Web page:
Some judges devise teachable moments by ordering offenders to read books, tutor students, take classes, write reports, clean parks, send letters, or repaint buildings they had tagged with graffiti. For nonviolent offenders, these may be better punishments than having taxpayers pay the bill for jail sentences in already overcrowded facilities.
You may have read about the sentence given to an Ohio woman after she plead guilty for driving on a sidewalk, around a school bus, while children were exiting. In addition to a fine and suspended license, "Municipal Judge Pinkey Carr ordered Hardin to two days of standing on a corner during rush hour traffic, holding a sign that said, Only an idiot would drive on the sidewalk to avoid a school bus" (News.Yahoo.com)
Ohio State University law professor Doug Berman says, "When done well by the right folks with the right idea in mind, creative sentencing can be a good thing. There are lots of folks for whom prison may do more harm than good, not just for themselves but for society” (Rockwallheraldbanner.com).
According to the Worcester Telegram, Massachusetts Western Worcester District Court Judge Paul L. McGill has five considerations when determining a sentence for a defendant:
- Protection of the Public
- Detriment to Society
Creative sentences are unusual punishments tailored to the crime and designed to rehabilitate the offender. Consider a few more extreme examples from the Web.
A mother and daughter (ages 56 and 35) stole a pair of gift cards from a girl in a Walmart. Rather than jail time, the two opted for probation and a 4 1/2 hour stint in front of the courthouse holding a sign that read, "I stole from a 9-year-old on her birthday! Don't steal or this could happen to you!" (Publicengines.com).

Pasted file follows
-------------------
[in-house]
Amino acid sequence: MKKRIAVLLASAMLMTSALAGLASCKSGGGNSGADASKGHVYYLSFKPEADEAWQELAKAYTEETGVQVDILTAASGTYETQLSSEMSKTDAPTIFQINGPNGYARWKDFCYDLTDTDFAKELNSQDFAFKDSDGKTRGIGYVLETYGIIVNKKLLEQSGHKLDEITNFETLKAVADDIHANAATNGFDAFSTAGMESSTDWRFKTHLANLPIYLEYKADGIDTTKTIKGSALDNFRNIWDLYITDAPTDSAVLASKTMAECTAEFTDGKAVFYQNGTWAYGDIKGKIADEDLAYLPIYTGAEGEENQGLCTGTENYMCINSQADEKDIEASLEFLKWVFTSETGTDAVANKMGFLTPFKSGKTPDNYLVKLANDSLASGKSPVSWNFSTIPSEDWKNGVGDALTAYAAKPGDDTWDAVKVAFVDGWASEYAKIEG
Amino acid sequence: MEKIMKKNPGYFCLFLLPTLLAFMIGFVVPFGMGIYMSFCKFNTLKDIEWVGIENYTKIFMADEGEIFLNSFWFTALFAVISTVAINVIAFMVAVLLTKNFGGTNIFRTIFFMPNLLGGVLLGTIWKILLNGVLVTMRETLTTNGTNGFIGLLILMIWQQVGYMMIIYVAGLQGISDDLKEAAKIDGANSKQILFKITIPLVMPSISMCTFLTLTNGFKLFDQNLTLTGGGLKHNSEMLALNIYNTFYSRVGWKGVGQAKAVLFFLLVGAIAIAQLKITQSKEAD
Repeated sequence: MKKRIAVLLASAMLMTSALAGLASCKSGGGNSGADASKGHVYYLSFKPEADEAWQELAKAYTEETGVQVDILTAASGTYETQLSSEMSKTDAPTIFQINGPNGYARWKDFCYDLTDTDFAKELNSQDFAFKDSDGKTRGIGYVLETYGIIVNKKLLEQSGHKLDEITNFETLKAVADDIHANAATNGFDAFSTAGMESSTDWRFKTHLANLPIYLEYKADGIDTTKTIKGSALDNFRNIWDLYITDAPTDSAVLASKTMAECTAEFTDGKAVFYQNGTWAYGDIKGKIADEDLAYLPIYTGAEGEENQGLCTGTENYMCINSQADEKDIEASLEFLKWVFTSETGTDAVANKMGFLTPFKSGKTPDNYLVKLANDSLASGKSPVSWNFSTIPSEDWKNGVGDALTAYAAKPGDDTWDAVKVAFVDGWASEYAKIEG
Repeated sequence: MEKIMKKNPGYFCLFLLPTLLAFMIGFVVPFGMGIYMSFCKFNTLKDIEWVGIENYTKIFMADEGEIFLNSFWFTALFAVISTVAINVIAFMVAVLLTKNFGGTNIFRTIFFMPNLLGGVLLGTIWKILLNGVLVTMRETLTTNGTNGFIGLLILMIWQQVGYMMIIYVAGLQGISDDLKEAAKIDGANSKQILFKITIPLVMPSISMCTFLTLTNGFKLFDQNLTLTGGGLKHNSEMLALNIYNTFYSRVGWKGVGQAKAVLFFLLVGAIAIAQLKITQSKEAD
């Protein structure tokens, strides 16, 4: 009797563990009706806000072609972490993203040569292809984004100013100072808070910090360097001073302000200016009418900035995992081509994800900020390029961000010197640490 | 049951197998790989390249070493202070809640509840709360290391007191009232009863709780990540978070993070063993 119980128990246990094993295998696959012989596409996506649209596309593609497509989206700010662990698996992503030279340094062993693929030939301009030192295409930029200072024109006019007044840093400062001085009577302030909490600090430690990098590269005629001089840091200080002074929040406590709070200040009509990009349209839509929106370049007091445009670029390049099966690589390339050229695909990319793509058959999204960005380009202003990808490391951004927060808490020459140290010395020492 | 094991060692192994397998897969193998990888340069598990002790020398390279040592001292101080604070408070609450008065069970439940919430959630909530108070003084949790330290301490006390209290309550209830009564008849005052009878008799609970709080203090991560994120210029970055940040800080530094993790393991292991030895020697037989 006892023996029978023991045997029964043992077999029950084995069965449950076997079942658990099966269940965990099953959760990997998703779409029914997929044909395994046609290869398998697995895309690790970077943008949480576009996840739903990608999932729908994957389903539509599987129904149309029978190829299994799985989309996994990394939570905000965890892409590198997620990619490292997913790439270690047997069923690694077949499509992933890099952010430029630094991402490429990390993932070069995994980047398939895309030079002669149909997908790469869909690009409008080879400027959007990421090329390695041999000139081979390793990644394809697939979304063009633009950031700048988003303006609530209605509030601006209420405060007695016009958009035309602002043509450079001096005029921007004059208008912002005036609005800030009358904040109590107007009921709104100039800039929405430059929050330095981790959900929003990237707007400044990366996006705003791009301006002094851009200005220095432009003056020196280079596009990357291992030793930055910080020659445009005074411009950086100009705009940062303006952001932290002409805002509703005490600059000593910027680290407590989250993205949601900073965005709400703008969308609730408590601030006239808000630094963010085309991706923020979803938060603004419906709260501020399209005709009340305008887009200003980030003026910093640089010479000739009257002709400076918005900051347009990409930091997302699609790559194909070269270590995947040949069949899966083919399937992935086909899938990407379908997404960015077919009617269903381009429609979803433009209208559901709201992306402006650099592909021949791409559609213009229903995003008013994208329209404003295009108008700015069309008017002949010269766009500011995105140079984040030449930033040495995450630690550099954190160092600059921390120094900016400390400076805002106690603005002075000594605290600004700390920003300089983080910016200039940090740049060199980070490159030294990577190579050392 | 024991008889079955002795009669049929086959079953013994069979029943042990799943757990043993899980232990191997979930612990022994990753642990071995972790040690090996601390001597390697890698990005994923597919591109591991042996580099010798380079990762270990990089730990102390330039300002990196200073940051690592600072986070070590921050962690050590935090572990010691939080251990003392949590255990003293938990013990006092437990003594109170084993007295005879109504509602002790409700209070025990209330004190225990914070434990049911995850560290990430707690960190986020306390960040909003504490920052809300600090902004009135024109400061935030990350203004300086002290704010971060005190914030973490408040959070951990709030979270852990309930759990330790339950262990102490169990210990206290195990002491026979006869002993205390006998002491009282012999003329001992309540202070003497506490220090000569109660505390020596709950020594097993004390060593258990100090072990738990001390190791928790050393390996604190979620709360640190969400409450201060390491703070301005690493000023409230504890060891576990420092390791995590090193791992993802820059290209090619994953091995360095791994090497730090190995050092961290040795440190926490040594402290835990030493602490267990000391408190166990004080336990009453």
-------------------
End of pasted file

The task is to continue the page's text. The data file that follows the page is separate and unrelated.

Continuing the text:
A Buffalo, N.Y., pizzeria owner charged with tax fraud was sentenced to pay back taxes and deliver 12 sheet pizzas to the City Mission every Tuesday for a year (WIVB.com).
Ohio Judge Michael Cicconetti is well-known for delivering unusual sentences. In one case, he sent a man who'd been charged with disturbing the peace to sit alone in the woods for an hour of silence. He had a woman spend a night in the woods after dumping more than 30 kittens, some of which died (Newsnet5.com).
After destroying a baby Jesus statue from in front of a church, Judge Cicconetti sentenced a couple "to lead a donkey through the streets with an apology sign saying: Sorry for the jackass offense" (Newsnet5.com). In a much harsher sentence, he sent a drunken driver to view two dead bodies from car accidents (Telegram.com).
Some deride these punishments. Asked by an ABC affiliate to explain his sentences, Cicconetti said, "Can't stone 'em anymore. If they learn from it, that's what justice is all about" (News.Yahoo.com).
No we can't stone them, not literally. Are sentences like the ones mentioned here well-suited to the crime, judicial bullying, or just wacky? You be the judge.
- Browning, John, "Letting Punishment Fit the Crime," Rockwallheraldbanner.com, 7-21-2012.
- Christian Science Monitor, "10 Weird Criminal Sentences," News.Yahoo.com, 1-9-2013.
- Gunter, James, "Creative Sentencing: Public Humiliation," Publicengines.com, 11-9-2009.
- Hall, Lauran, "Creative Sentencing for Pizzeria Owner," WIVB.com, 10-19-2010.
- Ring, Kim, "Judges Turning to Creative Sentencing," Telegram.com, 1-25-2013.
- Seitz, Colleen, "Creative Sentences: Chicken Suits, Kiddie Pool, Blindfold, Jackass Offense Sign, Pigs," Newsnet5.com, 11-14-2012.